In just one year, the fate of Syrian refugees has turned from hope to despair. The route traveled by one million people in search of safety and asylum in Europe is now largely closed. Under a controversial deal between the EU and Turkey, refugees arriving to Greece are deported back to Turkey. Meanwhile, some 50,000 refugees are trapped in Greece facing an uncertain future, including detention under ghastly conditions. The EU's promises to implement robust mechanisms for Syrians and other victims of conflict to apply for asylum from Greece and Turkey have yet to materialize.
Jeanne Carstensen, joined by photojournalist Jodi Hilton, returns to the region to continue reporting on the largest wave of refugees since WWII. The EU may be hardening its borders to refugees, but a shift in policy does not alter the need for safety of the millions of people currently displaced from their homes.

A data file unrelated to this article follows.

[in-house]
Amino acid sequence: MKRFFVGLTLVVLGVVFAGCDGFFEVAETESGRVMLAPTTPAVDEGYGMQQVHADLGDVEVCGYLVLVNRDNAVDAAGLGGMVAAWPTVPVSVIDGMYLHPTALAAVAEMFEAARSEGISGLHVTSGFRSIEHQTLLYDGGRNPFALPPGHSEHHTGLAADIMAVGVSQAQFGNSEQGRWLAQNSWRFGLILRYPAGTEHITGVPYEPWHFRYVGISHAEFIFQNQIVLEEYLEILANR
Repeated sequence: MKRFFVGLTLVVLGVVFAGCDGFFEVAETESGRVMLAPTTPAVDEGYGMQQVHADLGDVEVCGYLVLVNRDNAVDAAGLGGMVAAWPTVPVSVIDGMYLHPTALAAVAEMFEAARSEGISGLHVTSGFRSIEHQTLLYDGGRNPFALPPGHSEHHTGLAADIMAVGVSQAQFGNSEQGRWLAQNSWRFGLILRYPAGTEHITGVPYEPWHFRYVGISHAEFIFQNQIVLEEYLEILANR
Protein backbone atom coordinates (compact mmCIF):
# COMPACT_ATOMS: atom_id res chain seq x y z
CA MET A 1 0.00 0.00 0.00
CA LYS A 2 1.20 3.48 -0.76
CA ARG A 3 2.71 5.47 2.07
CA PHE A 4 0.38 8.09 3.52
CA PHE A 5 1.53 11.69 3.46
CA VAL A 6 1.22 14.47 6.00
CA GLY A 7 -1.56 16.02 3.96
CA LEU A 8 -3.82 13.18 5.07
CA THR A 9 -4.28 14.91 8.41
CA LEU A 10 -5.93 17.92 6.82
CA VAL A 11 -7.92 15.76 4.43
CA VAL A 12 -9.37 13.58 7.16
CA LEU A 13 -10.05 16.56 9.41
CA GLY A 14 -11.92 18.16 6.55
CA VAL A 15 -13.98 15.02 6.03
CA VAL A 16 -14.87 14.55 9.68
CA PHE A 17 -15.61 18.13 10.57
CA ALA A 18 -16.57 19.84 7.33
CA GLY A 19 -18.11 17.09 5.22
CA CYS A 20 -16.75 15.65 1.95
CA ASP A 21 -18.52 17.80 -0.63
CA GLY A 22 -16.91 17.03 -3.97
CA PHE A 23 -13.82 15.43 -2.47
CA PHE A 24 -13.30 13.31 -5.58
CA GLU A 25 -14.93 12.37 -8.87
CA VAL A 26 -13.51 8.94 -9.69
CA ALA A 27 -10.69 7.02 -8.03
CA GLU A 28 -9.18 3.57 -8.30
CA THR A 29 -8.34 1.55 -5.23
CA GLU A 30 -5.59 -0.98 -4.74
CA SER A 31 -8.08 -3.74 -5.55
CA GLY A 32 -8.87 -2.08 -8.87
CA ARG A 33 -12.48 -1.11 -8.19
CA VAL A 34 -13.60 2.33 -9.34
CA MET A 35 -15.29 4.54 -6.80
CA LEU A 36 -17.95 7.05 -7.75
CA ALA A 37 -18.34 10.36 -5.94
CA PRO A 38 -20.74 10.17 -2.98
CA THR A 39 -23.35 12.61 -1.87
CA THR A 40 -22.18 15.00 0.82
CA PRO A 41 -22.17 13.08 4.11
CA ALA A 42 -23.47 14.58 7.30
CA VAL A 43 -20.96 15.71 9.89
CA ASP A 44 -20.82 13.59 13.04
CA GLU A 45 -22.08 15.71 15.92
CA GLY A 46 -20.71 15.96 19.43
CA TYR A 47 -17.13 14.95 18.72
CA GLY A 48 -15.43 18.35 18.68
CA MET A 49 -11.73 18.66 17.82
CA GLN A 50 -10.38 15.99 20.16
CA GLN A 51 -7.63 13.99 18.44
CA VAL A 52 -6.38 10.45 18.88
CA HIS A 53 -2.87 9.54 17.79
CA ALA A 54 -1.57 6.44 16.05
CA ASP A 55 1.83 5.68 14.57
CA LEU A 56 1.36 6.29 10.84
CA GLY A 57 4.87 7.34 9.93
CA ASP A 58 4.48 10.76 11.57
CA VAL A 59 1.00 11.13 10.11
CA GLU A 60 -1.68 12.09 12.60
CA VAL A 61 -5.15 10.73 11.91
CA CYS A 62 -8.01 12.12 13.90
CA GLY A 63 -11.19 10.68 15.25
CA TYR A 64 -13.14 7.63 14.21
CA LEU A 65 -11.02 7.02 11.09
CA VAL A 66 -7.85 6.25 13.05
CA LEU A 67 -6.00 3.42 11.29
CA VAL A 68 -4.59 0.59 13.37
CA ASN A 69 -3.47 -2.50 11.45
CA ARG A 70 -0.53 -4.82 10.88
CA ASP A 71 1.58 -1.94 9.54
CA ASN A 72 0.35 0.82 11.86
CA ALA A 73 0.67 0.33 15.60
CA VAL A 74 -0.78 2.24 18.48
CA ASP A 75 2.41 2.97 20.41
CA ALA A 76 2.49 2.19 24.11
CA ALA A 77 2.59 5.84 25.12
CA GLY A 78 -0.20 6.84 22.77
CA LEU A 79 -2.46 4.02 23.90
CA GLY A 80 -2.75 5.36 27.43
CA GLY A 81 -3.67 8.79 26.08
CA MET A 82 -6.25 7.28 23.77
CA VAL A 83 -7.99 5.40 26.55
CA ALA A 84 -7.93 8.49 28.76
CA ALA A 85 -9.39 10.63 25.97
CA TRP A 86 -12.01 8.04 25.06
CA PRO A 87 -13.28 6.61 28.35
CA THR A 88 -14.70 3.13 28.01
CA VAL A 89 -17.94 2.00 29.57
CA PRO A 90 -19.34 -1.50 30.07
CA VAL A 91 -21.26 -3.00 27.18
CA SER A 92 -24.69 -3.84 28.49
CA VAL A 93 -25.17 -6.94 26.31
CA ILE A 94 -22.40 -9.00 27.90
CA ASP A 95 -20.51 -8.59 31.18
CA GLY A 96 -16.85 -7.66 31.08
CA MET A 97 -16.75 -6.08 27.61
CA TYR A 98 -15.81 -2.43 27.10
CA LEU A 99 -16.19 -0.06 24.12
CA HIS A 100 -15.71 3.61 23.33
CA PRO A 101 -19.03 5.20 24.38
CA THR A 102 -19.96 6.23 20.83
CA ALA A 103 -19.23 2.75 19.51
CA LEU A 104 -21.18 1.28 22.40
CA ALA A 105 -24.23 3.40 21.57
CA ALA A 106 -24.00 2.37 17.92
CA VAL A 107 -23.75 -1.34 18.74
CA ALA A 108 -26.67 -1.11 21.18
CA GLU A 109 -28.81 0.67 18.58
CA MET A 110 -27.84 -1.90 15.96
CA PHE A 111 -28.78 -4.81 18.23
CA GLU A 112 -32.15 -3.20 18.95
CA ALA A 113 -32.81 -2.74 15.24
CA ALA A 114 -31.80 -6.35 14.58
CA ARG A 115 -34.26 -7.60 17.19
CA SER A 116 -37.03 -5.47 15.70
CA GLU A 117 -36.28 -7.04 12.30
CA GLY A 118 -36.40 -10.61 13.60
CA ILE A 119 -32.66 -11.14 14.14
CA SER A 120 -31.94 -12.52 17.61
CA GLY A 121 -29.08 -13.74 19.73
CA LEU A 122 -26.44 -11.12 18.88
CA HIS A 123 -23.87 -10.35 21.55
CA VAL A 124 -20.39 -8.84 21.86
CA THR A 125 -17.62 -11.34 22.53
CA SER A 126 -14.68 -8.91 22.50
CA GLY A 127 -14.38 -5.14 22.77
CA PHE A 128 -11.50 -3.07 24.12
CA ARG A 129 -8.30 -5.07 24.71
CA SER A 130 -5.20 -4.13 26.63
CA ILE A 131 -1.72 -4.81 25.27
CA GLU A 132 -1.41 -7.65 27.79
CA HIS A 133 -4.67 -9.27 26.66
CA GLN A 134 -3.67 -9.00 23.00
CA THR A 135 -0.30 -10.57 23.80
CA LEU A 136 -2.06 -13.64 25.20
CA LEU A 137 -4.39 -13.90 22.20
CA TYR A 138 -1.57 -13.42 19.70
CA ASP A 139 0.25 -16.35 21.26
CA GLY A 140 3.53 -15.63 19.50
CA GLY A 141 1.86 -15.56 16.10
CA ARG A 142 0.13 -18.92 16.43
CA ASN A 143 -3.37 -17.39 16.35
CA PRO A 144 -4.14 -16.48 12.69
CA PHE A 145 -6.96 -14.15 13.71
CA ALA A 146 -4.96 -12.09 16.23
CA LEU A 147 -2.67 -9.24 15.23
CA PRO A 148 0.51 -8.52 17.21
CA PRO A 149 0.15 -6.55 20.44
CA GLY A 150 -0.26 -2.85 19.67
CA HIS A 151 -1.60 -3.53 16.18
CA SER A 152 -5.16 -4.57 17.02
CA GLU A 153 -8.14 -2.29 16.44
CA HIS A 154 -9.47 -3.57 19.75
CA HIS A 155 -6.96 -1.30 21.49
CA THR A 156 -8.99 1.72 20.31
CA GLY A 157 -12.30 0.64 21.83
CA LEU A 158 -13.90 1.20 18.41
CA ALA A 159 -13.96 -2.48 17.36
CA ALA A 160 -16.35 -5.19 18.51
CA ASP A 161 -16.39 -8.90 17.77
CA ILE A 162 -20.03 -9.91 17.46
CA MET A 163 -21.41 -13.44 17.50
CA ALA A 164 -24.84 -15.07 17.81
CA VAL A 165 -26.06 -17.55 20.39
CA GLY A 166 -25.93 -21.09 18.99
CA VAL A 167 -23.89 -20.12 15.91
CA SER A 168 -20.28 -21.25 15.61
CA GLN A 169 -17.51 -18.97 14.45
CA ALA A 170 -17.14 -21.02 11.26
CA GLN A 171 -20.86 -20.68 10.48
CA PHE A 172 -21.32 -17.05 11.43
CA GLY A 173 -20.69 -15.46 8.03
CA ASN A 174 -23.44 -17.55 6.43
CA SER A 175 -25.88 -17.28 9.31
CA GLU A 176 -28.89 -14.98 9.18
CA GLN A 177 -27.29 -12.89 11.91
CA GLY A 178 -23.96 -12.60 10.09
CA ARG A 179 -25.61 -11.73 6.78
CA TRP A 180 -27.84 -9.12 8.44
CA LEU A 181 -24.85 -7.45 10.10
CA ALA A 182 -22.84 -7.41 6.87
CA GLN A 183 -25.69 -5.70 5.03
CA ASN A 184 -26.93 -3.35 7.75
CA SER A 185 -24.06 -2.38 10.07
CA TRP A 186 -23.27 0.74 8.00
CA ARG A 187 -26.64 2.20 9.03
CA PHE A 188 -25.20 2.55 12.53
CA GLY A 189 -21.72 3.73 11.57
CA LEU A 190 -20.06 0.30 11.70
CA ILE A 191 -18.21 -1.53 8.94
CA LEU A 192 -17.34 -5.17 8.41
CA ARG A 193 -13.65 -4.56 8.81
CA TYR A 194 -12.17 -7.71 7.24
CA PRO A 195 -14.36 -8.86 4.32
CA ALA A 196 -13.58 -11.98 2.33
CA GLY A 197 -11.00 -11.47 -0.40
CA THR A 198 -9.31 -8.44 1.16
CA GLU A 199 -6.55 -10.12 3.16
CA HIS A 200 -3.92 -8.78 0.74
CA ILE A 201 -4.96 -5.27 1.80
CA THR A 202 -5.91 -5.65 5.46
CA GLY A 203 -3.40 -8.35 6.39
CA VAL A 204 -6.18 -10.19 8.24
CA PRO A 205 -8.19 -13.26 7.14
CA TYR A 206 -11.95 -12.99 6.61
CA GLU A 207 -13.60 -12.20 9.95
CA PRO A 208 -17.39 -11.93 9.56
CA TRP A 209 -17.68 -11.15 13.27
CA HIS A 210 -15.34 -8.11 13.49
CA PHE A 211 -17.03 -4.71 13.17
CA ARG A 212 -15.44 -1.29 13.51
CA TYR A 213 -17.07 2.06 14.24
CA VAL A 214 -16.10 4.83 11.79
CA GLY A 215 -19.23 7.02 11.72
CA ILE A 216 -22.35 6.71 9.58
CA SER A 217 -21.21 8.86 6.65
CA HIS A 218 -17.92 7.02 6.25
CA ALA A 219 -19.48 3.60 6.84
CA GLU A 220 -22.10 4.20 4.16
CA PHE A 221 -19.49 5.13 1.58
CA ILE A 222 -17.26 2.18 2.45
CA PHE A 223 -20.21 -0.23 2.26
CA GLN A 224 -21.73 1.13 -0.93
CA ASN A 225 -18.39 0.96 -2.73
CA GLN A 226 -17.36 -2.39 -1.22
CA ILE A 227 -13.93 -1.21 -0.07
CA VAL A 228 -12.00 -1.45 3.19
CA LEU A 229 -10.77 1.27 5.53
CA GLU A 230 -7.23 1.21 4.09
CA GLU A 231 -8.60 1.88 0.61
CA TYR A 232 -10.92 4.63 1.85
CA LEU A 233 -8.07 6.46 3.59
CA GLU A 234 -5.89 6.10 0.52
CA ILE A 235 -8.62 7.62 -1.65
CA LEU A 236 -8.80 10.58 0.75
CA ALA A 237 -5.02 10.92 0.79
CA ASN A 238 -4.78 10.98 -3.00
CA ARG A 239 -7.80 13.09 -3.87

Carstensen's reporting focuses on how refugee communities and host country communities adapt to the reality of displacement. Greece has been praised for its compassionate response to the refugees but will this change now that it must house thousands as it struggles with its own economic crisis? What strategies are used by refugees to survive as their displacement lengthens into years? The refugee crisis changes both the people on the move and the countries that host them. In this project Carstensen and Hilton seek to explore through radio, written reports and photographs the opportunities and the risks arising in Greece and Turkey as these countries grapple with long-term displaced communities in their midst.